by Courtney Llewellyn
Back in March, Michigan State University released a report titled “The Market For and Economic Impact of the Adult-Use Recreational Marijuana Industry in Michigan.” (The entire report is at https://tinyurl.com/y3l48dj4.) It begins by stating, “With recent passage of adult-use (recreational) marijuana, the industry in Michigan appears to be maturing rapidly. However, some obstacles to growth exist. Undeveloped testing systems and local options to ban the sale of recreational marijuana induces uncertainty throughout the value chain.”
The sale of marijuana (and products derived from it) is of great concern to those who grow it. While a lot of cannabis is sold through brick-and-mortar stores, there are those looking to sell at a place other greens are usually sold – farmers markets. Is this possible? And how do growers, market operators and shoppers all participate in this trade safely?
That was the focus of a webinar hosted by Michelle Gagliardi of the Michigan Farmers Market Association (MIFMA). She noted that a 2020 Food Safety Education Fund Grant allowed MIFMA to take “a deep dive” into cannabis-related questions posed by market managers, into the legalization of certain cannabis products in the state and cannabis regulations in Michigan. MIFMA used the grant to create educational resources and outline best practices for farmers markets.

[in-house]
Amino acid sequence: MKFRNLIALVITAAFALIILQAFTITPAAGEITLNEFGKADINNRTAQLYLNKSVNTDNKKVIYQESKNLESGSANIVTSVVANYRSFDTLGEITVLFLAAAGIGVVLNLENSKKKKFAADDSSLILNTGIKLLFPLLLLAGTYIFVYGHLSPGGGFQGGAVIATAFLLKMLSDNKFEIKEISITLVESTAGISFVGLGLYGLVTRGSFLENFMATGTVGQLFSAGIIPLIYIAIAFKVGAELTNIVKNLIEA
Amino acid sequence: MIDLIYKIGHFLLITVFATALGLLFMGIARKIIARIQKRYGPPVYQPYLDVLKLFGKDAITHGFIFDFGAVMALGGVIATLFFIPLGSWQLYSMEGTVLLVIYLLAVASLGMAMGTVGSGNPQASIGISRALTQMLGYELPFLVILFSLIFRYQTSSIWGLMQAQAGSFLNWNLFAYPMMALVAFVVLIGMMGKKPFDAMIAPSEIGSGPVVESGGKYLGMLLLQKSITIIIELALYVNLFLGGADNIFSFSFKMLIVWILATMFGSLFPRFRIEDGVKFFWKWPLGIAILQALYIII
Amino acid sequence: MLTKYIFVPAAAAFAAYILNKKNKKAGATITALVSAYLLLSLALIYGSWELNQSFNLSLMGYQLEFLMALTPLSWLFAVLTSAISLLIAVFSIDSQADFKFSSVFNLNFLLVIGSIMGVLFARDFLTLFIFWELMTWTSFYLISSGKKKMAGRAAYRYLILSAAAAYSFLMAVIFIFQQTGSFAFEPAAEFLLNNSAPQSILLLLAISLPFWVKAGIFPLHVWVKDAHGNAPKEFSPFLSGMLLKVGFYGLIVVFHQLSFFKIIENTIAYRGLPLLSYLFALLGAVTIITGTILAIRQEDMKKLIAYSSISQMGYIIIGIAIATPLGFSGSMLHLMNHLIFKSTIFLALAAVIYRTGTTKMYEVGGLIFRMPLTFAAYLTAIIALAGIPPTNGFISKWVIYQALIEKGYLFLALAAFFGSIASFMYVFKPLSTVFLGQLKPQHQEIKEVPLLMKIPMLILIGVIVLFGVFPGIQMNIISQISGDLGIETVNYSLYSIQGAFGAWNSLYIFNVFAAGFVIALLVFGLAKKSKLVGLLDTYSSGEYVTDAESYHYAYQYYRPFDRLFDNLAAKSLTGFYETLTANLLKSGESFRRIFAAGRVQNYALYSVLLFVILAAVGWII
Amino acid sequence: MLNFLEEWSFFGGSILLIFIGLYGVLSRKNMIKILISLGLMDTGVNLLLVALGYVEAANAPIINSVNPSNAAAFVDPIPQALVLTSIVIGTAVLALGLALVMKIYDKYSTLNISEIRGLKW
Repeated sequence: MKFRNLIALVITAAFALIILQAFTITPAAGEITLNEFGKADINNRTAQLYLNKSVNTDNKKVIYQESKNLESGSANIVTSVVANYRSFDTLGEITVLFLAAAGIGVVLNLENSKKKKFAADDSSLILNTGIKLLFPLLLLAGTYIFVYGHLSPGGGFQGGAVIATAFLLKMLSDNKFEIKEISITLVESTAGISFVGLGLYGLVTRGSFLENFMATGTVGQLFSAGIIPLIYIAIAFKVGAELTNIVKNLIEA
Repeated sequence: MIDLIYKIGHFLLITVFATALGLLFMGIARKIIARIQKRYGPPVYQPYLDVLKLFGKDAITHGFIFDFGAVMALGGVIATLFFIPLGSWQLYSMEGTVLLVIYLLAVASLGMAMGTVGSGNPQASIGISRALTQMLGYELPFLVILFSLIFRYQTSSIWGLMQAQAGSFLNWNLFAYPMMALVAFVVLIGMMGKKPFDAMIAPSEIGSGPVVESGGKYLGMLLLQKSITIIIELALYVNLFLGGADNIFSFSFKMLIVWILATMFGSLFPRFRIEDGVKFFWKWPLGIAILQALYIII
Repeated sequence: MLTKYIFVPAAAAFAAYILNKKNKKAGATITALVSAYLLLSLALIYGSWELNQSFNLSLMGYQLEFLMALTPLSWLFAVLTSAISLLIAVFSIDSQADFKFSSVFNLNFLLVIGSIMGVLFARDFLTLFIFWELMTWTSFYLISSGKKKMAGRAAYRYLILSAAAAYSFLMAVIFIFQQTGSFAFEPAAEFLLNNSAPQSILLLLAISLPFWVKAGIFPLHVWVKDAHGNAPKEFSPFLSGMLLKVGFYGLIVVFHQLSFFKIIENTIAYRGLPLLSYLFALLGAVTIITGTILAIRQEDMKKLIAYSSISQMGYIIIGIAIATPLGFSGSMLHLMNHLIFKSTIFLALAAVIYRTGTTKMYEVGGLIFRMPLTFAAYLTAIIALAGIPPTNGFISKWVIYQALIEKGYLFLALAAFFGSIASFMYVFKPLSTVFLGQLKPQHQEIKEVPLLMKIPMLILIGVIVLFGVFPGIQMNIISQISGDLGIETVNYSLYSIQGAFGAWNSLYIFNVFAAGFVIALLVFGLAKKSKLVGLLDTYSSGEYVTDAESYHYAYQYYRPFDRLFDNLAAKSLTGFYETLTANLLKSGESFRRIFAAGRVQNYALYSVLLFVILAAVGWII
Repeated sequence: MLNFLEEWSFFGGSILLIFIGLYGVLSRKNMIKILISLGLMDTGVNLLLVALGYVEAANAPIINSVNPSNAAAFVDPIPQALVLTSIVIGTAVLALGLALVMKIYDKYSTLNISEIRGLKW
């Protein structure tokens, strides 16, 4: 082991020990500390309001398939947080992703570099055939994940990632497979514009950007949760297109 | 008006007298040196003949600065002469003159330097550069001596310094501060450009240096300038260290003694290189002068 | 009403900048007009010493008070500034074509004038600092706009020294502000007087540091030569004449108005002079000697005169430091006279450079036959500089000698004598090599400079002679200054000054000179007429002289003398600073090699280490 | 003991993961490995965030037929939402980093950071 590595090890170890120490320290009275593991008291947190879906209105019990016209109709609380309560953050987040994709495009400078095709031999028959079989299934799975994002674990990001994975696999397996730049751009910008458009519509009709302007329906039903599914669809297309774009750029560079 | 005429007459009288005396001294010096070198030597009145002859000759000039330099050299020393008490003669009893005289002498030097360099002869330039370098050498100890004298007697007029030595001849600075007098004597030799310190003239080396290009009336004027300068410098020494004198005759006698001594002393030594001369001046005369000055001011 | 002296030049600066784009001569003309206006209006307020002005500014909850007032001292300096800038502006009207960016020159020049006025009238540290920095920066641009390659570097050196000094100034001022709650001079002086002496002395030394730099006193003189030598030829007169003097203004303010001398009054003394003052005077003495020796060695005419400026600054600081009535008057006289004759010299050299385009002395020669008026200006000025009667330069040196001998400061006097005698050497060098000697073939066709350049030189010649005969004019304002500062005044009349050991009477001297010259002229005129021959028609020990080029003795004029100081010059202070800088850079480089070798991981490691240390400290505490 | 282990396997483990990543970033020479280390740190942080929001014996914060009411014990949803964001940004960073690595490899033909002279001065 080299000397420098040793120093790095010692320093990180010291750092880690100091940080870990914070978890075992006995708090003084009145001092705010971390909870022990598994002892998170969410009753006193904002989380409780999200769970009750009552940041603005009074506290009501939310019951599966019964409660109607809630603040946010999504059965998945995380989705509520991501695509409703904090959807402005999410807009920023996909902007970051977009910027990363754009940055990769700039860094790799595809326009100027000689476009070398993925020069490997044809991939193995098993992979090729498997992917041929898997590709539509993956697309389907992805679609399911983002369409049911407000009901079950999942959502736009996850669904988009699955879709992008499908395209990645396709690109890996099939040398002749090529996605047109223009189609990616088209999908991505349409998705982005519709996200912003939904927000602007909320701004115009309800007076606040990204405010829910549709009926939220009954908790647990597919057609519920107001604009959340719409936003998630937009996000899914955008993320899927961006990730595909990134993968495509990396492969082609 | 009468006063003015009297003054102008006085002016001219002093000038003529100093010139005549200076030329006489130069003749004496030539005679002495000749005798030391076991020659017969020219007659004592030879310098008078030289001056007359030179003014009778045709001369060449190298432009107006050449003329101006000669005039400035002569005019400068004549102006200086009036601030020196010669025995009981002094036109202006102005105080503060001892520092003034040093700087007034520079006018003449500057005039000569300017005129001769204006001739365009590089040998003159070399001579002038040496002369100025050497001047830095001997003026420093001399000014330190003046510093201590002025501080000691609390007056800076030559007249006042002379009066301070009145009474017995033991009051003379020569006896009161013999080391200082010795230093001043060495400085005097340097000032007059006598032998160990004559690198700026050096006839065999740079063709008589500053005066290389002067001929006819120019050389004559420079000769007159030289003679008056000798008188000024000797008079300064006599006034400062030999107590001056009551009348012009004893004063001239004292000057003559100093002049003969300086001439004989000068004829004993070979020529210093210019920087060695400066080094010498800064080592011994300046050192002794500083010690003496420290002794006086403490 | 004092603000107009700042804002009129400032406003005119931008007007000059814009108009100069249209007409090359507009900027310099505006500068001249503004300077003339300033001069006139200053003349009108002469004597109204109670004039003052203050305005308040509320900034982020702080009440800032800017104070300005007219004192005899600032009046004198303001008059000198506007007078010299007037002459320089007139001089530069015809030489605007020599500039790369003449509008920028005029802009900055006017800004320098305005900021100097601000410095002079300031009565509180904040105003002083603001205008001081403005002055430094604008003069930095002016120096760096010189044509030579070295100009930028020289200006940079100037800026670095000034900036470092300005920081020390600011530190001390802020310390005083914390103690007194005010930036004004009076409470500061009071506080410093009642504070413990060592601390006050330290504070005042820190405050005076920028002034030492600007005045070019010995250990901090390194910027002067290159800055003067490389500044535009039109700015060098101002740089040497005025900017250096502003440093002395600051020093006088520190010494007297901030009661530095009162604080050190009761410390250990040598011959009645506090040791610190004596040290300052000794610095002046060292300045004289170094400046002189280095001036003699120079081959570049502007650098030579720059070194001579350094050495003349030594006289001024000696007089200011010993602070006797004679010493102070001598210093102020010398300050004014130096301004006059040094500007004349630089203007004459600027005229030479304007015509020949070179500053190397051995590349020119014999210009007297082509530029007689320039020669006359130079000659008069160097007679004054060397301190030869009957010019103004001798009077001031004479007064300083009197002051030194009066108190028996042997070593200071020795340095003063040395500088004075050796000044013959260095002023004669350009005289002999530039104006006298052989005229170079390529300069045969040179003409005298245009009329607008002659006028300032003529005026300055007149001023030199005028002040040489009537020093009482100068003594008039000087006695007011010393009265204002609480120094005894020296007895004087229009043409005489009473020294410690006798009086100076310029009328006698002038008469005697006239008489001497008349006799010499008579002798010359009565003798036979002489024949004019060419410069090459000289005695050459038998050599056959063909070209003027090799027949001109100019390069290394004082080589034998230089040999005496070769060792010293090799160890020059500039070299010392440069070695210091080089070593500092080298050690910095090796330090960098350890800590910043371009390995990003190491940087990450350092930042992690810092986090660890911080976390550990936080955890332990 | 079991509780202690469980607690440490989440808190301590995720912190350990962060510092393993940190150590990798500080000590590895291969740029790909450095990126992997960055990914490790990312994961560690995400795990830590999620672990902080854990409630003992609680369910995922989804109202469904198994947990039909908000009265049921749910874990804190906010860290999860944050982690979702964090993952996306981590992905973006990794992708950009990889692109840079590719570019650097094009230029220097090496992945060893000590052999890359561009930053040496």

Much of the information is laid out in easy-to-read, color-coded graphs on the MIFMA website. One chart breaks down product type, whether or not it’s legal to sell it at a farmers market, whether or not a license is required to sell said product and who regulates the product in question. It also clearly defines cannabis, hemp, marijuana, CBD and THC, and lists the agencies growers and market managers should contact if they have questions.
MIFMA’s Professional Development Manager Jenny Radon focused more on market managers when discussing language for a market regarding cannabis sales. “Why include cannabis language in your market policies?” she asked. “First, it sets clear guidance and lets vendors and shoppers know what is and is not allowed at your farmers market. Second, vendors may be interested in selling and they might have questions, and your language can provide answers and resources. Third, you may get questions from shoppers about what they are or aren’t seeing at the market.”
Before any of that happens, though, market managers can decide if cannabis products are a good fit for their markets by considering their stated mission, sponsor positions on the products, the property owner’s position and local ordinances.
As the legalization of marijuana is adopted in more and more states, it’s wise to study what they’re doing for sales, especially for growers.
To learn more about what MIFMA is doing to help, visit MIFMA.org.